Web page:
The Prime Minister requested a three-way call for Monday, only to be rejected because all negotiations should go through the European Commission.
His attempts to bypass the normal channels prompted a bemused response from the bloc, with even sometimes allies such as Dutch Prime Minister Mark Rutte suggesting he follow protocol.
He said: "I would like to invite him to stay in London and work hard. Capitals don't negotiate, Barnier does, and he has our full support."
Today the PM’s official spokesman refused to deny the claim, despite being asked about it three times by journalists during today’s regular Westminster briefing.
The spokesman insisted: "I would refer you back to my previous answer.
"The PM has a clear willingness to talk to other leaders."
Mr Johnson had previously promised to go to Paris and Berlin and to “get this home and get a deal”.
The snub sparked a furious reaction among Brexiteers, with one Tory MP labelling it "contemptuous treatment".
Imran Ahmad Khan tweeted: “I stand with millions of Britons that are deeply insulted at the shocking news that the German Chancellor has refused the British Prime Minister’s request for a telephone call.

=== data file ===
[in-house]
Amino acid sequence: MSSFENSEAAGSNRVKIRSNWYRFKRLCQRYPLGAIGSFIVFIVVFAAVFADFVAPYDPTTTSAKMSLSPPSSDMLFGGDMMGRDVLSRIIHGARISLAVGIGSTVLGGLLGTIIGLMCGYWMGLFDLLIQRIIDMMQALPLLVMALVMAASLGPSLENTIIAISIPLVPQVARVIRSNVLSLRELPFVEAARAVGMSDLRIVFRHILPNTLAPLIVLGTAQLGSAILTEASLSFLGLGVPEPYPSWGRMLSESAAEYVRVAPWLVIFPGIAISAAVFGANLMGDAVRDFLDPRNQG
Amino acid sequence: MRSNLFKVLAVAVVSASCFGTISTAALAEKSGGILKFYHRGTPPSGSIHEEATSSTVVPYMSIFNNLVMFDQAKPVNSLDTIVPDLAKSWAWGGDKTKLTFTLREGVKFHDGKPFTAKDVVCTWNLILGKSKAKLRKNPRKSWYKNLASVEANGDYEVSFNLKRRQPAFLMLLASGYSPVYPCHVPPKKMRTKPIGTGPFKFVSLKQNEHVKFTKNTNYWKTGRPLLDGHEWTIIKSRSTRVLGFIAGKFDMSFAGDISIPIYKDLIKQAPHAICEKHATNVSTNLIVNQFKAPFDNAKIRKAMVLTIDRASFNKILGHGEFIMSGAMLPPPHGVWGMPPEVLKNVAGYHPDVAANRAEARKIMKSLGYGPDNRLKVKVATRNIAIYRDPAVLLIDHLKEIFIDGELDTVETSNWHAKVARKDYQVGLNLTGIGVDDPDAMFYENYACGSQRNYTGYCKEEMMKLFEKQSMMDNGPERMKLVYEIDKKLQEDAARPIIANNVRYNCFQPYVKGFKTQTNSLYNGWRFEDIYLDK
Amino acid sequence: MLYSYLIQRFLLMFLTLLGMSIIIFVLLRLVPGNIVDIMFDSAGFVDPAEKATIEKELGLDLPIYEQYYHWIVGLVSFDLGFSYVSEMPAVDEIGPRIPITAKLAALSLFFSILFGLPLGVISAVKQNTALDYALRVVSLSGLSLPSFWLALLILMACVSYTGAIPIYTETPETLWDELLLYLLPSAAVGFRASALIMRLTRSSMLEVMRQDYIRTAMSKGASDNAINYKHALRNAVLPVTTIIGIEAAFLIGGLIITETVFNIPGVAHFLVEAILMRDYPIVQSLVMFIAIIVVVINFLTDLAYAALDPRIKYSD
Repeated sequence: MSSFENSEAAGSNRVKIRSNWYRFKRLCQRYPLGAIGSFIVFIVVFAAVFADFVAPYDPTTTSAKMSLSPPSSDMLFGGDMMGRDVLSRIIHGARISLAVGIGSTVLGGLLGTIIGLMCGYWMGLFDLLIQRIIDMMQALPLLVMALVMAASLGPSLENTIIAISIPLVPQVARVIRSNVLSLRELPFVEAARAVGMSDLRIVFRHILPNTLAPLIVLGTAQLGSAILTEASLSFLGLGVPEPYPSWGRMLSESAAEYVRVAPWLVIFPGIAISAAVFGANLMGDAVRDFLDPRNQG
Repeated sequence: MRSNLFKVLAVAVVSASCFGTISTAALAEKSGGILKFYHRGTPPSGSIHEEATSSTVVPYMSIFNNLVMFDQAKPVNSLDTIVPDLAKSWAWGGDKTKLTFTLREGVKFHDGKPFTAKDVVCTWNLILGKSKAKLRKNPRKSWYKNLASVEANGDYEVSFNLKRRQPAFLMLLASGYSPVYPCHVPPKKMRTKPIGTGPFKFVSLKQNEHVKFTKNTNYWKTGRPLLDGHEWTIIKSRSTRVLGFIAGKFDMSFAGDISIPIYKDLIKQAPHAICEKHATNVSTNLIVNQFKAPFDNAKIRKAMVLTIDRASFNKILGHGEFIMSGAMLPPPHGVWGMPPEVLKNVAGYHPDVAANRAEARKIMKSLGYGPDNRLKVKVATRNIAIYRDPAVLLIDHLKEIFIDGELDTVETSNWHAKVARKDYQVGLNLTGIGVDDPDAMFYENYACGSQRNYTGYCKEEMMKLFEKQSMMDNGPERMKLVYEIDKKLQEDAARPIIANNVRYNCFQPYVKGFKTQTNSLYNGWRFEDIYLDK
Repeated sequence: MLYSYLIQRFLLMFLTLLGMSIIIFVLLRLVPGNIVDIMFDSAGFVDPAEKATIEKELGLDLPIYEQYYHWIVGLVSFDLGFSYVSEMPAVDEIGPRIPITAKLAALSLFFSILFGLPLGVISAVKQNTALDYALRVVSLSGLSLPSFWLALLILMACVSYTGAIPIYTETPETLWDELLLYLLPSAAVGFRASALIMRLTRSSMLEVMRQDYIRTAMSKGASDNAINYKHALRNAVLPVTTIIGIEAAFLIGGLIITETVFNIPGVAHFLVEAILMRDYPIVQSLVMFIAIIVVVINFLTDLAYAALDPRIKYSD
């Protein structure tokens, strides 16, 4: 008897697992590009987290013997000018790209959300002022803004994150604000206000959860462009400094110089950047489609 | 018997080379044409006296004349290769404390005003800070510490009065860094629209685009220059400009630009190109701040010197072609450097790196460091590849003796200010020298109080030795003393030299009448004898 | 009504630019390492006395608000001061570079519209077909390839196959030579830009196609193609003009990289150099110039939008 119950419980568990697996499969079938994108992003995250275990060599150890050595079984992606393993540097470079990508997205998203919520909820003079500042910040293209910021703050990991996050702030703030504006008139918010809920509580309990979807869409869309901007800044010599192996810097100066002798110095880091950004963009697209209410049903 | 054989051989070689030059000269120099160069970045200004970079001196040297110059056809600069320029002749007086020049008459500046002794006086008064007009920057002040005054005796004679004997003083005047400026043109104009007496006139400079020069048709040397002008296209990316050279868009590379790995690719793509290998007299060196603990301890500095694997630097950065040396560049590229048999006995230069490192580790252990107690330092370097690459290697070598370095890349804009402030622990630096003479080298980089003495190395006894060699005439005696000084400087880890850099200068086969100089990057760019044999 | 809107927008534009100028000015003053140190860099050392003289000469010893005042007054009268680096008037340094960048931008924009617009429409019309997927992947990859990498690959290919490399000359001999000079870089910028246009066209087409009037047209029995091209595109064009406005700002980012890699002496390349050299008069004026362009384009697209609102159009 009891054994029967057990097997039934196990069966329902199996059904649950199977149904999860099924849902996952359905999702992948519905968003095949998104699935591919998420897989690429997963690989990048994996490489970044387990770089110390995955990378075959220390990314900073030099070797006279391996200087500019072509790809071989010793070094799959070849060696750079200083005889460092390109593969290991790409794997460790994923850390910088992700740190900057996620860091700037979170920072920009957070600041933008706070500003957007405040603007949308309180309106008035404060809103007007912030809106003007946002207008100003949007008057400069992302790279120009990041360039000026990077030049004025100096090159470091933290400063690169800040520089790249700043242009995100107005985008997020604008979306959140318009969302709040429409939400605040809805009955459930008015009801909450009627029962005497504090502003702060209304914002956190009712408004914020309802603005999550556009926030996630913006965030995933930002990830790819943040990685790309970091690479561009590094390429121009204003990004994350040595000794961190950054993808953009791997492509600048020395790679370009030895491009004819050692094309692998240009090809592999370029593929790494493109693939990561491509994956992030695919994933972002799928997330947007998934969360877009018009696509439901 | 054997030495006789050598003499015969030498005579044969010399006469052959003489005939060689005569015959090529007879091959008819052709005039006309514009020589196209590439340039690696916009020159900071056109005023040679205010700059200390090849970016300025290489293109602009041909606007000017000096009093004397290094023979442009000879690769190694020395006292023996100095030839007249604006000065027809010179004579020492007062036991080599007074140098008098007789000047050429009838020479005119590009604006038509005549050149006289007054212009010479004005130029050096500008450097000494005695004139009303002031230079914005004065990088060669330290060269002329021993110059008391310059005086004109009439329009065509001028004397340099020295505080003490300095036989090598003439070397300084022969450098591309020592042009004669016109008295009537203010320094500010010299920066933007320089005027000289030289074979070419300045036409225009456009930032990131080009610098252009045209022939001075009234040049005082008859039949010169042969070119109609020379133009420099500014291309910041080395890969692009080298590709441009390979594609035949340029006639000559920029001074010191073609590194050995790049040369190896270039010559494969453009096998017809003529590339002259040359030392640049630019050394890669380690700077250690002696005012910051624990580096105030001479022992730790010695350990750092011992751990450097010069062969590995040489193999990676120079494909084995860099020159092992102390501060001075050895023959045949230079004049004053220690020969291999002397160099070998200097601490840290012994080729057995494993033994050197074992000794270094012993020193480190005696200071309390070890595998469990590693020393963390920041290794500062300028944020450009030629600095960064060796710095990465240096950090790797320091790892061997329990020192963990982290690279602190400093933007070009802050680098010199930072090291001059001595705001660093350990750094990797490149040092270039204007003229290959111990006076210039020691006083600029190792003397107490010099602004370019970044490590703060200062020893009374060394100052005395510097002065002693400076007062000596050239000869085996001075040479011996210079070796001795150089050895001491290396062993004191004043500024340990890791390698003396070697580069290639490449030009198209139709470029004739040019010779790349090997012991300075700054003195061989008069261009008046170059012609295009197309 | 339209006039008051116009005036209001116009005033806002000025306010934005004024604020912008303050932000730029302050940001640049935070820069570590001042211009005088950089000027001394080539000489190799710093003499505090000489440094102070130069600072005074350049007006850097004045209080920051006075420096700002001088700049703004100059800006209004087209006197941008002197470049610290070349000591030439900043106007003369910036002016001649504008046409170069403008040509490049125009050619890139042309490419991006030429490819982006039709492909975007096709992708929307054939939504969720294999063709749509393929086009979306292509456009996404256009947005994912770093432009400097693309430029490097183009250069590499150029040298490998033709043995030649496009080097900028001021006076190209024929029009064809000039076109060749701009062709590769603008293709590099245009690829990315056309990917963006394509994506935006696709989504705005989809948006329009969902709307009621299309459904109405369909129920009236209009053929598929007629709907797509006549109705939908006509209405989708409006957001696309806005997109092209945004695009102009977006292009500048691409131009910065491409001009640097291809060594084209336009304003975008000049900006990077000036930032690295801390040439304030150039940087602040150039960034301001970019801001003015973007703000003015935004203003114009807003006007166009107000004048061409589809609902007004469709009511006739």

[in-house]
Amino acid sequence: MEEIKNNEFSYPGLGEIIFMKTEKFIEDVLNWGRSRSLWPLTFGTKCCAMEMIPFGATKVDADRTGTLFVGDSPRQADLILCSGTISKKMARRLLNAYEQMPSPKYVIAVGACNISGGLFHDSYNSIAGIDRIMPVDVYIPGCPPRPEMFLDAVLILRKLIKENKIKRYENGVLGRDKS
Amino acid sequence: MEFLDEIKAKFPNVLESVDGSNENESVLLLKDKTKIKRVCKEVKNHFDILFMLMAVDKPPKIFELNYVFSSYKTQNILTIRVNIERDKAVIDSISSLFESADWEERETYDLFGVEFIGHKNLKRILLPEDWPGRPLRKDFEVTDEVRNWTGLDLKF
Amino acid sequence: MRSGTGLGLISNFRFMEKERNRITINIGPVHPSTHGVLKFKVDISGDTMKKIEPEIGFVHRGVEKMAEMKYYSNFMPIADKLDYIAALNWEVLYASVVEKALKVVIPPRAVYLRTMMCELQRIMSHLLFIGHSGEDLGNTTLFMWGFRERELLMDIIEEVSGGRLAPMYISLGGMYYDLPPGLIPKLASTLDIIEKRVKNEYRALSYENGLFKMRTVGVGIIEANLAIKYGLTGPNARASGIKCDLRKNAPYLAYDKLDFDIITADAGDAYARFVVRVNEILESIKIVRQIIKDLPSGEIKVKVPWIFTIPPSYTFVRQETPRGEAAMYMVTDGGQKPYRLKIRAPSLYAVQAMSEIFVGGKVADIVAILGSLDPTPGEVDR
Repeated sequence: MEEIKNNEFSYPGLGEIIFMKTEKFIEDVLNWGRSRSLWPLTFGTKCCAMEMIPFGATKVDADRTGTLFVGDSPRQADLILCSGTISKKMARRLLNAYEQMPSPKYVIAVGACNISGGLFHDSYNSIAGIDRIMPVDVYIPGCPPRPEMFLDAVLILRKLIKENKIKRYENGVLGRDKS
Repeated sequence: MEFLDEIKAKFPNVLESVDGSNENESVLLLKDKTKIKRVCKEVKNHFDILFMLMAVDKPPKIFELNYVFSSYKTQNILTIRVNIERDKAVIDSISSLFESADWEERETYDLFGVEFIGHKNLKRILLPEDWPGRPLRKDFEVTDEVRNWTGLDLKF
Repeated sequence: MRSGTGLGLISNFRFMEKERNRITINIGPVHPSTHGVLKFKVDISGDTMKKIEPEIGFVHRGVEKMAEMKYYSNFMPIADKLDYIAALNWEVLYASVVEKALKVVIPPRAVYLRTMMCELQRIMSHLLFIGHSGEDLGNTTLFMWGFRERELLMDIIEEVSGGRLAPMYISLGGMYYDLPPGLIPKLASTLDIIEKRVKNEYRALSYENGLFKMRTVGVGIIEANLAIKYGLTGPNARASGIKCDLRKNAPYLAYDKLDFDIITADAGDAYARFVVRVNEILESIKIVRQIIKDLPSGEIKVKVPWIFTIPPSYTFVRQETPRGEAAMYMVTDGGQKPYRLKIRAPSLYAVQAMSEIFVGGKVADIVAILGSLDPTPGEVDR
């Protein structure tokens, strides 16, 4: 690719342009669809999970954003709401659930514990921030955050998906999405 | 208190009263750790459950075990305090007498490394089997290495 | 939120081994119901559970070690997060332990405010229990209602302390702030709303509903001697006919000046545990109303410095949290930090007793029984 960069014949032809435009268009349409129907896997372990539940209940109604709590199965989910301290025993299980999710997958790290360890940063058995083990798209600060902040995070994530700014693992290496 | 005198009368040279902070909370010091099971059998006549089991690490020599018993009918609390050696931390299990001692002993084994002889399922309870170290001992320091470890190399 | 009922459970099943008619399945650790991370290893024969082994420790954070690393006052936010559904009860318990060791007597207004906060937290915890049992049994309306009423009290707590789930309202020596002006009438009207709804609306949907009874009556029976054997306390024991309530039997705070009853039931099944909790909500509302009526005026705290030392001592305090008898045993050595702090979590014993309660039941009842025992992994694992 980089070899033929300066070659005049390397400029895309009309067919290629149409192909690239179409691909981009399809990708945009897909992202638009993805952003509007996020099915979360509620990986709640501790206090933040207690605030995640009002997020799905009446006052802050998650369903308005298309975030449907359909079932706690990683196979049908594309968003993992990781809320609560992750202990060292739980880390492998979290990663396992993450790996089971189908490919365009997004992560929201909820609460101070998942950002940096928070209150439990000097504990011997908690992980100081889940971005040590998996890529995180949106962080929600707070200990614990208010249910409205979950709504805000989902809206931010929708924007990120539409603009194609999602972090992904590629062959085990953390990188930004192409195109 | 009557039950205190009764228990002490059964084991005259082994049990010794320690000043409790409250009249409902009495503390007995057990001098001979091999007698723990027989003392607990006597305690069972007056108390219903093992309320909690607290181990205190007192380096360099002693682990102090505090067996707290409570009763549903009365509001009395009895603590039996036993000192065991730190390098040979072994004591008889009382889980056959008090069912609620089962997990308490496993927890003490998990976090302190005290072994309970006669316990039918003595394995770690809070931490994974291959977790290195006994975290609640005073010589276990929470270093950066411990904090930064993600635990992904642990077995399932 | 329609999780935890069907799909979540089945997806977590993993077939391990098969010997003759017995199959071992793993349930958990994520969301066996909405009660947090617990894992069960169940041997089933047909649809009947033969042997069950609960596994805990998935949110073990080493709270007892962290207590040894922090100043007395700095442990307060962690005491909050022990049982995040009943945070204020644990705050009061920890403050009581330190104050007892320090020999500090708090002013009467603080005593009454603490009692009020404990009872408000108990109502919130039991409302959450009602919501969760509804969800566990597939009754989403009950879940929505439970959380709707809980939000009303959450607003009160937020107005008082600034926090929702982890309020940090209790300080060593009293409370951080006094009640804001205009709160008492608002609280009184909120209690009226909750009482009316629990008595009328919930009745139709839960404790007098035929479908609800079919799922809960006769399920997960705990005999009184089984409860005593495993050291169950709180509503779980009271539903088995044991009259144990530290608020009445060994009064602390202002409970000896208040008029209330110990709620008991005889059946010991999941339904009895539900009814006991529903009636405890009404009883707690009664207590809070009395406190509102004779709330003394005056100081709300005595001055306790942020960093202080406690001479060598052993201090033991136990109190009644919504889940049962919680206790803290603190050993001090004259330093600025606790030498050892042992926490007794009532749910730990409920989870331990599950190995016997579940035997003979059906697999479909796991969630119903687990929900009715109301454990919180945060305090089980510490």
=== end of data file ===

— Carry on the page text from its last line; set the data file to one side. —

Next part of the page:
“This is an insult to every Briton, whether they support our PM or not.
“Have our EU ‘friends’ no regard or respect for the UK and our nations’ sacrifices that permit them to live in freedom and prosperity today, safely away from the shadow of totalitarianism?”
The spat came on a day that saw Mr Johnson warn that it was "very, very likely" that the UK would leave the single market without a trade agreement at the end of the year.
Speaking to reporters on a visit to Blyth in Northumberland, Mr Johnson admitted the talks were not progressing.
He said: “I’ve got to tell that from where I stand now, here in Blyth, it is looking very, very likely that we will have to go for a solution that I think would be wonderful for the UK, and we’d be able to do exactly what we want from January.
“It obviously would be different from what we’d set out to achieve but I have no doubt this country can get ready and, as I say, come out on World Trade terms.”
Mr Johnson met European Commission President Ursula von der Leyen on Wednesday, but the pair failed to make a breakthrough.
Today Ms von der Leyen brief EU leaders that there was a “higher probability for no deal than a deal”.
Speaking at a post-summit news conference, Ms von der Leyen said that "positions remain apart on fundamental issues".
The continuing deadlock came on the same day the chair of the EU goods sub-committee warned Britain’s customs system is not ready for the end of the post-Brexit transition.
Baroness Sandip Verma wrote to Michael Gove saying the committee is “not confident that all the necessary technological, physical and welfare arrangements will be in place in time to avoid or mitigate significant disruption following the end of the transition period”.